PT 10940 & PT 10770

RT Length:  8.32 miles

Elevation Gain:  2186’

Since the weather hasn’t changed since I was in the area a few days ago, I decided to get in a quick hike before work.  Well, in the middle of work.  I got up super early, worked for a bit, and then drove to the trailhead.  The road in was still icy, and as I drove in the temperature gauge kept fluctuating between 0 degrees and 1 degree.  It was cold!

I was on the trail at 6:45am. The trail starts behind this locked gate.

I travelled on this road (383) for 1.15 miles to the Crags Trailhead. 

This trailhead will take you all the way to Pikes Peak.  Instead, I followed the trail for half a mile, and then left the trail and continued up the ridge.

I was met with about 4 inches of snow, which was awesome!  This meant I’d have an easy time re-tracing my steps back down.  I followed the ridge as it wound northeast

Until I came to a rocky area.  This rocky area kind of surprised me, and got more intense as I went on.  It was all class 3, but with the snow it became a challenge at times to navigate.

Here I went down the chimney, and then skirted the rock formation to the left.  This was the crux of the route.

That was the hardest move.  From here it was a simple (but still rocky) trek to the summit.

There was a little bit of rock scrambling necessary to reach the summit.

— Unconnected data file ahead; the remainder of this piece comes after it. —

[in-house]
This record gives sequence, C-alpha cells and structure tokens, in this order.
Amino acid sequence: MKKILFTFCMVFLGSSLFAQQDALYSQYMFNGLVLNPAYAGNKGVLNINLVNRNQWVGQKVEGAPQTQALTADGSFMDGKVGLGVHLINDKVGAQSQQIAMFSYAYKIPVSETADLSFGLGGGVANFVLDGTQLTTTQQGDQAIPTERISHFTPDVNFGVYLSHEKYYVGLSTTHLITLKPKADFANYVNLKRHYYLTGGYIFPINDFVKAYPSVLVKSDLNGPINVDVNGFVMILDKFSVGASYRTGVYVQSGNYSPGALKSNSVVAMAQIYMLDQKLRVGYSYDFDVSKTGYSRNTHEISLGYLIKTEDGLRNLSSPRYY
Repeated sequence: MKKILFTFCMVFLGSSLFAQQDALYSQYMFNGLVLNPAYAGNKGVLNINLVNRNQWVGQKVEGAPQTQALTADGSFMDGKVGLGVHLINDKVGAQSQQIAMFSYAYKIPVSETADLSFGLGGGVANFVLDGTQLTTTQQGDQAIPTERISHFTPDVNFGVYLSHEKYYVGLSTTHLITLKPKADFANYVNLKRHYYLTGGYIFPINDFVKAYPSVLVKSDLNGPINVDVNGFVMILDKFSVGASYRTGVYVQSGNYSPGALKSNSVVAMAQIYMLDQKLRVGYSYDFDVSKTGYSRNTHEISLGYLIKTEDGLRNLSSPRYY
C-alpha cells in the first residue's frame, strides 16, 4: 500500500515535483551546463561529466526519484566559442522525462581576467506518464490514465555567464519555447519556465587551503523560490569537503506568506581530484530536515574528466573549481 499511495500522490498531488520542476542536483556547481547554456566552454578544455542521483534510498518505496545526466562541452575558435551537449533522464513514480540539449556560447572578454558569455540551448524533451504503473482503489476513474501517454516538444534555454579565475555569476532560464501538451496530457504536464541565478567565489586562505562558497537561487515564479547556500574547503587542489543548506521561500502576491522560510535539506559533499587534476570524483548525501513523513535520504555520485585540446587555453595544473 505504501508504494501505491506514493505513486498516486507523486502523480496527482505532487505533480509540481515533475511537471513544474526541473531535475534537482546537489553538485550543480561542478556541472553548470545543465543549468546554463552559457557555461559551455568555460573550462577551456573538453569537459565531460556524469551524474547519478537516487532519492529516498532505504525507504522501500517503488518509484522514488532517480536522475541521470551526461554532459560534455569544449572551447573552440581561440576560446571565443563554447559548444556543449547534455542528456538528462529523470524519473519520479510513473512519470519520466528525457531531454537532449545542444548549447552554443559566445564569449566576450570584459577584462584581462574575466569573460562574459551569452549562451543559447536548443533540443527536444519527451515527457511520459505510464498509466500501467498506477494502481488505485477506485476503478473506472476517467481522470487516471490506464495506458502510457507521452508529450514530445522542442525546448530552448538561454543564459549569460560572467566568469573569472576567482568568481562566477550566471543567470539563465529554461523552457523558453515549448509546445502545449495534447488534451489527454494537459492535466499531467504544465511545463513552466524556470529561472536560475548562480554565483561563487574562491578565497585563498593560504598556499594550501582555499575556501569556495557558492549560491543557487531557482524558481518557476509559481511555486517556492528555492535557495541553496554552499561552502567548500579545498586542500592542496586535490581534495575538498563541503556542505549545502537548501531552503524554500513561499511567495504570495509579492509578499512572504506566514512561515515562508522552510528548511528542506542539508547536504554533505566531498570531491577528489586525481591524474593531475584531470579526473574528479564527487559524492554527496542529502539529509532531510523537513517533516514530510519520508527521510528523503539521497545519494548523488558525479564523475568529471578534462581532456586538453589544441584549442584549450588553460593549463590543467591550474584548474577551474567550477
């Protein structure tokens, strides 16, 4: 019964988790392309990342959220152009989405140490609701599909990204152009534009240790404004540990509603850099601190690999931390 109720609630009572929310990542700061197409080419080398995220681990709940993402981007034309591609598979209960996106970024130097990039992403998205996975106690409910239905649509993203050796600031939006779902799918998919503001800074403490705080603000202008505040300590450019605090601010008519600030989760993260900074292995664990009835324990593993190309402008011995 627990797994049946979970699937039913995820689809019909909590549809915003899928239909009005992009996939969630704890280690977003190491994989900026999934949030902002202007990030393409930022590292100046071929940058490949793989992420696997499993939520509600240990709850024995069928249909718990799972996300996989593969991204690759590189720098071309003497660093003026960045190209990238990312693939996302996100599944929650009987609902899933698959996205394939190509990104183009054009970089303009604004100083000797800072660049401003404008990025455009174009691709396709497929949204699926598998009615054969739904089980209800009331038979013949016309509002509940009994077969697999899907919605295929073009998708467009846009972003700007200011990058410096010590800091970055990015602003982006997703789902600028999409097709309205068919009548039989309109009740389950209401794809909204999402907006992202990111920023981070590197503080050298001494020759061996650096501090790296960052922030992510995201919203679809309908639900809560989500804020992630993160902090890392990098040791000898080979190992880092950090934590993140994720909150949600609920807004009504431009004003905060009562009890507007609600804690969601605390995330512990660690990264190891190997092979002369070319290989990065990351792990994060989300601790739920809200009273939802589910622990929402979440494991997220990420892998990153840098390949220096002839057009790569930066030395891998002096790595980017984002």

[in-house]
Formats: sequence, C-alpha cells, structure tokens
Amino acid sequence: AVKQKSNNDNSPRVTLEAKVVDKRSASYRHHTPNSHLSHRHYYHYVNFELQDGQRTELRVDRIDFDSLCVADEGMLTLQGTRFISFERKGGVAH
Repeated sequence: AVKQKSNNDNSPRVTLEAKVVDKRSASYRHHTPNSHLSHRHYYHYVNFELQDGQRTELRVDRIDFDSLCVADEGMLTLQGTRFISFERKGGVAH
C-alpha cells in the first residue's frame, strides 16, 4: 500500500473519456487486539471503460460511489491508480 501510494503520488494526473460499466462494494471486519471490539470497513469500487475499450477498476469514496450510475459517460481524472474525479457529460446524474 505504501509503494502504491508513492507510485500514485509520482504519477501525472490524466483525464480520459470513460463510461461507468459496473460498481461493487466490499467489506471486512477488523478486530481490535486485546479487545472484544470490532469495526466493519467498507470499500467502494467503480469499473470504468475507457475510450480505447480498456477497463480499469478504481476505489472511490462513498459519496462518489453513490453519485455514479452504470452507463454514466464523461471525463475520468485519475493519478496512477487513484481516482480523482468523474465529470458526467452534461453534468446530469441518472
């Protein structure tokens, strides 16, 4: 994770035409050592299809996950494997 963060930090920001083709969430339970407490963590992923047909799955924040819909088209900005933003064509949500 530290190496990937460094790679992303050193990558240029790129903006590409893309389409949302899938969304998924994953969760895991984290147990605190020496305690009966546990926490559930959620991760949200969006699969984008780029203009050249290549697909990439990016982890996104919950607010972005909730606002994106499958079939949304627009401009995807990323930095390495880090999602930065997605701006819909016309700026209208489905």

I scrambled on over to the highest rock and sat quietly, looking down at the exposure.

And back on the way I’d hiked in

The sun had not yet risen over Pikes Peak, so it was still cold

I didn’t sit there long.  Instead, I scrambled back down, placed a summit register in the opening between the rocks below the summit, and noticed this place got a lot of bird activity

Time to head back

Here’s that chimney I climbed down.  Here’s how to climb back up

And then I followed the ridge back to the Crags Trail

Back at the Crags trailhead, I continued following the road south, past the Crags Campground (closed for the season)

I followed the road for just over half a mile until I came to a fork in the road and a locked gate to private property.

At the locked gate I turned right and headed west, across a meadow and then up the ridge

This entire hike is below treeline, so it’s difficult to gauge where you’re going.  I just followed the rib/ridge west.

I passed some wiki-ups

And came to a large rock formation, which I skirted to the north to avoid

Once past the rock formation I kept heading west towards the highest point I could see

There wasn’t much of a view

I walked all around, looking for the highest rock, and placed a summit register there

And then followed my tracks back down to the dirt road.

Once on the road it was an easy 1.75 mile walk back to my truck and the trailhead

Along the way I saw a couple snowshoeing with their two dogs, who seemed to be quite enjoying the cold.  It was now 16 degrees outside, which was a vast improvement on the 0 degrees from earlier this morning. I made it back to my truck at 11am, making this an 8.32 mile hike with 2186’ of elevation gain in 4 hours, 15 minutes.